With him gone, Nightwing informs Selina that he analyzed the files they took from Ricky the Hook and knows where the next big shipment will take place, and that it’s to take place tonight. Selina seems pleased and moves in closer to Nightwing causing him to stop her. It’s not that he’s rejecting the affectionate advance, but he’s spotted something: a bat-shaped tracking device on Selina’s whip.
Now in costume, Catwoman releases her cat Isis into the Gotham night. And on her collar is Batman’s tracking device. He and Batgirl are shown in the Batmobile falling for the ruse, as Catwoman and Nightwing head out to their rendezvous spot with some gun smugglers. Once they arrive at the docks, the two slip onto a ship and start nosing around the shipping containers. Catwoman seems especially eager, and Nightwing will soon learn why. As Nightwing breaks into some crates, he finds a priceless artifact rather than guns. He finds more, and when he goes to share this information with Catwoman he finds she’s rather consumed with her own affairs. It seems that Catwoman was recently in South America and stole an item called the Cat’s Eye Emerald and stashed it on this boat in order to bring it back to Gotham. She’s busy smashing a bunch of statues until she eventually finds it. Nightwing is rightly angry with her, but Catwoman is prepared for this reaction. She tries to smooth things over with her womanly charms resorting to the tired old villain line of pointing out the money she’ll get for this emerald will allow them to go anywhere they want. She tries to seal the deal with a kiss, but Nightwing rebuffs her. Catwoman informs him he can’t blame her for trying, before quickly tripping him and using her whip to drop a cargo net on top of him.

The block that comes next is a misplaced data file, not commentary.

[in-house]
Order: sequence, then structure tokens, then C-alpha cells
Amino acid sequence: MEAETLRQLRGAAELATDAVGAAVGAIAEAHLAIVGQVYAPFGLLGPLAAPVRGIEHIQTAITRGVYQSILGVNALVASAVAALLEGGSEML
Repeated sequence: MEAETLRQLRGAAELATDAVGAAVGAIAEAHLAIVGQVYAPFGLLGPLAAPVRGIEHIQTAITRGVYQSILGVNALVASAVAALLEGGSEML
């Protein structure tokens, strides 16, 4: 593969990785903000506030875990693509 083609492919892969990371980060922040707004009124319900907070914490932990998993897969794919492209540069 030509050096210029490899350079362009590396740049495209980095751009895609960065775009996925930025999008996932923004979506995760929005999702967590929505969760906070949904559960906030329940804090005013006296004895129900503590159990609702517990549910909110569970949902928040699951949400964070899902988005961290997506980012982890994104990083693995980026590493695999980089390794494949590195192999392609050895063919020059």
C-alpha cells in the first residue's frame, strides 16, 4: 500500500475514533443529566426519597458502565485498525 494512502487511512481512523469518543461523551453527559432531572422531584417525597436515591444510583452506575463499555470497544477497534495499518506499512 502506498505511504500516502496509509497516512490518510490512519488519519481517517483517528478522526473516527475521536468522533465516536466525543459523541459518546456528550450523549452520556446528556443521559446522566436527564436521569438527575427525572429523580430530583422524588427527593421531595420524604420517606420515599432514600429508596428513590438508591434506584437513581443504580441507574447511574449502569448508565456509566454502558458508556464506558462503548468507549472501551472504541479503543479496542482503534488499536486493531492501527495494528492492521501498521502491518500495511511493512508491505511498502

Batman and Batgirl soon burst onto the scene. Batman frees Nightwing from the net, who brushes himself off to tell Batman his hunch was right and that Catwoman led them right to the emerald. Catwoman is surprised to learn the two played her for a fool. As she lets them know how she feels about being conned, The Hook and his men arrive forcing Batgirl to deploy some smoke grenades to allow the three to escape.
With the smoke obscuring the vision of the gunners, the trio take out the goons with ease. Nightwing gestures to Ricky the Hook informing Batman he’s all for him while he pursues a fleeing Catwoman. The two trade blows with Ricky the Hook even drawing blood from Batman. He eventually gets the upper hand on the Dark Knight, but as he goes to deliver a killing blow with his hook, Batman blocks it with a nearby fire extinguisher. The foam inside the extinguisher gets in Hook’s eyes and he stumbles back getting his hook caught in some chains. This causes a large crate to release from above which crashes down on top of him. For a moment, it looks like he’s going to brush this off as well, but then he collapses in a heap.
From the ship’s deck, Nightwing spots Catwoman attempting to flee via motorboat. He glides after her, but she takes notice and begins firing a flare gun at him. He avoids the projectiles, and as he descends onto the boat Catwoman accidentally hits the vessel causing it to go up in flames. Worse, they’re speeding towards an ocean liner which for some reason has its prop exposed above water. Catwoman tries to drown Nightwing by shoving his head underwater over the side of the boat, which is quite a vicious turn for her, but Nightwing pulls himself back onto the boat. Catwoman is apparently unaware of the impending collision, as Nightwing grabs her and leaps from the boat as it smashes into the ocean liner. The resulting explosion was apparently enough to knock out Catwoman, but not Nightwing. As he clings to a piece of the former motorboat with Catwoman draped on it as well, Batgirl arrives with the Batboat to see if he needs a hand. Nightwing responds by telling her he’s always happy to have some help as the episode ends.